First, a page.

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How general practitioners decide on maxims of action in response to demands from conflicting sets of norms: a grounded theory study
Uppsala University, Disciplinary Domain of Medicine and Pharmacy, Faculty of Medicine, Department of Public Health and Caring Sciences, Family Medicine and Preventive Medicine.ORCID iD: 0000-0002-4640-9149
Uppsala University, Disciplinary Domain of Medicine and Pharmacy, Medicinska och farmaceutiska vetenskapsområdet, centrumbildningar mm, Centrum för klinisk forskning i Sörmland (CKFD). Uppsala University, Disciplinary Domain of Medicine and Pharmacy, Faculty of Medicine, Department of Public Health and Caring Sciences, Family Medicine and Preventive Medicine.ORCID iD: 0000-0003-0667-7111
2019 (English)In: BMC Medical Ethics, ISSN 1472-6939, E-ISSN 1472-6939, Vol. 20, article id 33Article in journal (Refereed) Published
Abstract [en]

Background: The work of general practitioners (GPs) is infused by norms from several movements, of which evidence based medicine, patient-centredness, and virtue ethics are some of the most influential. Their precepts are not clearly reconcilable, and structural factors may limit their application. In this paper, we develop a conceptual framework that explains how GPs respond, across different fields of interaction in their daily work, to the pressure exerted by divergent norms.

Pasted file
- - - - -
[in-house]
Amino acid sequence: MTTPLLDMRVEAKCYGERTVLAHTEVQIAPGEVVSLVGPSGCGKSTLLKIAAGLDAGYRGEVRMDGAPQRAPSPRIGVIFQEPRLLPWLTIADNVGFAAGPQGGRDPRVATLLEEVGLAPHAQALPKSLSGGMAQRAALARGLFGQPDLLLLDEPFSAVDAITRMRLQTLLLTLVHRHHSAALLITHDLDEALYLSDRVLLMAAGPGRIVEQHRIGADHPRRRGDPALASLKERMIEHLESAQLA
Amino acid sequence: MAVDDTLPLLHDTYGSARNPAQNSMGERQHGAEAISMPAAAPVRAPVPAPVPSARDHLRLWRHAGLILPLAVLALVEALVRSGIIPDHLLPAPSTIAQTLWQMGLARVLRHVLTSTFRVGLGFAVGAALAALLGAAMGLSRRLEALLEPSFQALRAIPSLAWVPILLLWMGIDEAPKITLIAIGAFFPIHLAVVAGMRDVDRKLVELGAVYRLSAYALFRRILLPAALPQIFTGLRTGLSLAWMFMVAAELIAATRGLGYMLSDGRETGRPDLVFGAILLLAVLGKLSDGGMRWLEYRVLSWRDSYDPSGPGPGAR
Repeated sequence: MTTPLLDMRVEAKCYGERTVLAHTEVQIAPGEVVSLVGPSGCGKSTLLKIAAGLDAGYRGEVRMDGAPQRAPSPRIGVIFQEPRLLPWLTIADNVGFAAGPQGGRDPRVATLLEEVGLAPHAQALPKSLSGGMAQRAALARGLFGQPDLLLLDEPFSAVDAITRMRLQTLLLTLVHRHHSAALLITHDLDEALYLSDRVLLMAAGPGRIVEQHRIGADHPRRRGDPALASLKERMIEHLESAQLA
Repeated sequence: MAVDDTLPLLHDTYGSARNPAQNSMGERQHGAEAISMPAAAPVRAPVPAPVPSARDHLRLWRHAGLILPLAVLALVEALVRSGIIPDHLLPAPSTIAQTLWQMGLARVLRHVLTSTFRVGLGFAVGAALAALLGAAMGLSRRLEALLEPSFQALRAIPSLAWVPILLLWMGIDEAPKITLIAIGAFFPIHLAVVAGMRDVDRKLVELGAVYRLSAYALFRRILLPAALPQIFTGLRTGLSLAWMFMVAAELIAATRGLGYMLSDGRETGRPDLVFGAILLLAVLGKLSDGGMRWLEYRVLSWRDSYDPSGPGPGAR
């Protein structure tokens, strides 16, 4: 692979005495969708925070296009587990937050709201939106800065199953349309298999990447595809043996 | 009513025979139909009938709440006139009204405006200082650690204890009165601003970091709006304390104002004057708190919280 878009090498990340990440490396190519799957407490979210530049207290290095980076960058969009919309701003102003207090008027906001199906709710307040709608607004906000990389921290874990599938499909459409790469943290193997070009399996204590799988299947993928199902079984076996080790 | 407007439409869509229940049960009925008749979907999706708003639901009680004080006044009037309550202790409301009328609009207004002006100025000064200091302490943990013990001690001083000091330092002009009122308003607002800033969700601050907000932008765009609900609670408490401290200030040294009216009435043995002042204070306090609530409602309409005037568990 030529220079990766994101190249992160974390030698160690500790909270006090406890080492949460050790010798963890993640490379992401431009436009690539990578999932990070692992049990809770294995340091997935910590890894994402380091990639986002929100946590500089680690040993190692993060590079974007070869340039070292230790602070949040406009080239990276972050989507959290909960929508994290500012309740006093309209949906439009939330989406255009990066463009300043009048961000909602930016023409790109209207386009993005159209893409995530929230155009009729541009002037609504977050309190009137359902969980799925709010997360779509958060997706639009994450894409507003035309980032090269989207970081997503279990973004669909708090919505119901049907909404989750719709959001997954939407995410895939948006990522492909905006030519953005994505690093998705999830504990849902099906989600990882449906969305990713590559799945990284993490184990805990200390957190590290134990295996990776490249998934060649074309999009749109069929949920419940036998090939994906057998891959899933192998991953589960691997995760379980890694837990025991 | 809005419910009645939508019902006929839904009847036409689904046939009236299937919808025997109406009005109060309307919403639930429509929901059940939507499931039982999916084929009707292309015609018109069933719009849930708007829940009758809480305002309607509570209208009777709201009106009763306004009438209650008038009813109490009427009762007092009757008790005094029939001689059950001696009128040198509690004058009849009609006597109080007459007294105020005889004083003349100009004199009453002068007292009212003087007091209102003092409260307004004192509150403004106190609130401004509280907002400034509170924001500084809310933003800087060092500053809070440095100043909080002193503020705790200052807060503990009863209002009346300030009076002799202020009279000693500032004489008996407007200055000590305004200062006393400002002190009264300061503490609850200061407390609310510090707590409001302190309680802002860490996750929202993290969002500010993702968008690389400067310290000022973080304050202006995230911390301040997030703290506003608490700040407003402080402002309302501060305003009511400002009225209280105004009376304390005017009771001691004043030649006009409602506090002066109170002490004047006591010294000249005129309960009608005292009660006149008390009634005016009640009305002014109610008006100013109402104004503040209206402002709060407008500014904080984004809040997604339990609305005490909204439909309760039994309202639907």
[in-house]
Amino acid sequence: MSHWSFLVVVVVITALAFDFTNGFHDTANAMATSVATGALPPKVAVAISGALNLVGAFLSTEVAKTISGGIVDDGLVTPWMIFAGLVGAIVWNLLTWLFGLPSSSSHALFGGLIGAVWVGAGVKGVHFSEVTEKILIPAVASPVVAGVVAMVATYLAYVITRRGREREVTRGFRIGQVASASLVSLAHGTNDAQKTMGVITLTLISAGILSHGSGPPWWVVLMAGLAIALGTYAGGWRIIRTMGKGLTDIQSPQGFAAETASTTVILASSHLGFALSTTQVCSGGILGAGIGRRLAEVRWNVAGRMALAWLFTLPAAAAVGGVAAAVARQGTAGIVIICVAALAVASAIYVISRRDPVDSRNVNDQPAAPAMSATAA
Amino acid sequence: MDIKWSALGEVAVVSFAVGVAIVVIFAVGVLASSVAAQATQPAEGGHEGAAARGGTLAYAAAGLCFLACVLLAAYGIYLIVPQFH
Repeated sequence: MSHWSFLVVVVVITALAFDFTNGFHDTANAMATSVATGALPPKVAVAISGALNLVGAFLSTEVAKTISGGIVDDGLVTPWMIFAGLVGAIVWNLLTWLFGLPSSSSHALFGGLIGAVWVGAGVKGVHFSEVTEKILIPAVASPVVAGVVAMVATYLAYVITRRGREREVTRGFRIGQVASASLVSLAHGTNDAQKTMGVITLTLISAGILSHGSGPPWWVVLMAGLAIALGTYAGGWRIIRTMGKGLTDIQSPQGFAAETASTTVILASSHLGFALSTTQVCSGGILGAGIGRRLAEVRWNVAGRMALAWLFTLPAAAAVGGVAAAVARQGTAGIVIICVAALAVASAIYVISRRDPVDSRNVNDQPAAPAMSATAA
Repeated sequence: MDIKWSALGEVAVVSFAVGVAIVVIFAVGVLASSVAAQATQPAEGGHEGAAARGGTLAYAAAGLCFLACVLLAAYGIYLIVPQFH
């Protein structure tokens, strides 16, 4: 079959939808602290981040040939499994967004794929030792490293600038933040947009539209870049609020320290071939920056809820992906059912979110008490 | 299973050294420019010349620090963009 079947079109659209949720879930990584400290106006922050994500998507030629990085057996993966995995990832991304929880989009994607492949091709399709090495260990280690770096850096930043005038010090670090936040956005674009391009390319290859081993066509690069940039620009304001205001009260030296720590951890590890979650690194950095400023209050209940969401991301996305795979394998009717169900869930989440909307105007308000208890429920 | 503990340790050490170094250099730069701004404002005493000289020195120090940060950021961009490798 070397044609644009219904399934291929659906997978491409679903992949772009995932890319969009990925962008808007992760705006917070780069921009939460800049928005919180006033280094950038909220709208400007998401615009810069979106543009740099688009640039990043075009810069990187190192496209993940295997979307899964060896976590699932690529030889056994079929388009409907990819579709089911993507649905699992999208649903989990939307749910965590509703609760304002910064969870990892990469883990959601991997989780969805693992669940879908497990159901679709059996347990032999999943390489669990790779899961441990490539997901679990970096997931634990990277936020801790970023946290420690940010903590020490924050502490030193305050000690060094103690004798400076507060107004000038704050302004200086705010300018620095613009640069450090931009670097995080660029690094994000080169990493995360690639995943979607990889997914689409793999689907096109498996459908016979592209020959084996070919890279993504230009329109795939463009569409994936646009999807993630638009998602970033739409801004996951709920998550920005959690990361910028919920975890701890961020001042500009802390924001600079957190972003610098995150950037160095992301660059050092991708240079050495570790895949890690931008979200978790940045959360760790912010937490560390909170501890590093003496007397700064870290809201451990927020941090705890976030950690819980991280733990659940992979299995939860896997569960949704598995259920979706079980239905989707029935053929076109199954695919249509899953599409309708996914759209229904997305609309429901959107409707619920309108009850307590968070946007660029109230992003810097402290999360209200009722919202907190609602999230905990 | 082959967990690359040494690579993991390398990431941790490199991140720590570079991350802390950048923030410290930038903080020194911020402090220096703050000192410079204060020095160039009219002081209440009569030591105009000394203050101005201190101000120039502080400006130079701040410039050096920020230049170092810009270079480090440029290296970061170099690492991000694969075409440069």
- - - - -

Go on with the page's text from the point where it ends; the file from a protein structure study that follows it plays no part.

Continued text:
Methods: Data was generated from unstructured interviews with and observations of sixteen Swedish GPs (who have by definition more than five years of experience after license to practice) and family medicine residents (with less than five years of experience) between 2015 and 2017. Straussian Grounded Theory was used for analysis.

Results: We found that GPs’ maxims of action can be characterised in terms of dichotomous responses to demands from four distinct sets of norms, or “voices”: the situation, the self, the system, and the profession. From the interactions between these voices emerge sixteen clusters of maxims of action. Based on the common features of the maxims in each cluster, we have developed a conceptual framework that appears to be rich enough to capture the meaning of the ethical decisions that GPs make in their daily work, yet has a high enough level of abstraction to be helpful when discussing the factors that influence those decisions.

Conclusions: Our four-dimensional model of GPs' responses to norms is a first step toward a middle-range theory of quality from GPs' perspective. It brings out the complexity of their practice, reveals tensions that easily remain invisible in more concrete accounts of their actions, and aids the transferability of substantive theories on GPs' ethical decision making. By explaining the nature of the ethical conflicts that they experience, we provide some clues as to why efforts to improve quality by imposing additional norms on GPs may meet with varying degrees of success.

Place, publisher, year, edition, pages
2019. Vol. 20, article id 33
Keywords [en]
General practitioners, Grounded Theory, Quality of care, Professional ethics, Family medicine, Ethical decision making, Sweden
National Category
Medical Ethics
Research subject
Bioethics
Identifiers
URN: urn:nbn:se:uu:diva-380517DOI: 10.1186/s12910-019-0360-3ISI: 000468055900003PubMedID: 31088448OAI: oai:DiVA.org:uu-380517DiVA, id: diva2:1299880
Available from: 2019-03-28 Created: 2019-03-28 Last updated: 2019-06-19Bibliographically approved

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Johnsson, LinusNordgren, Lena

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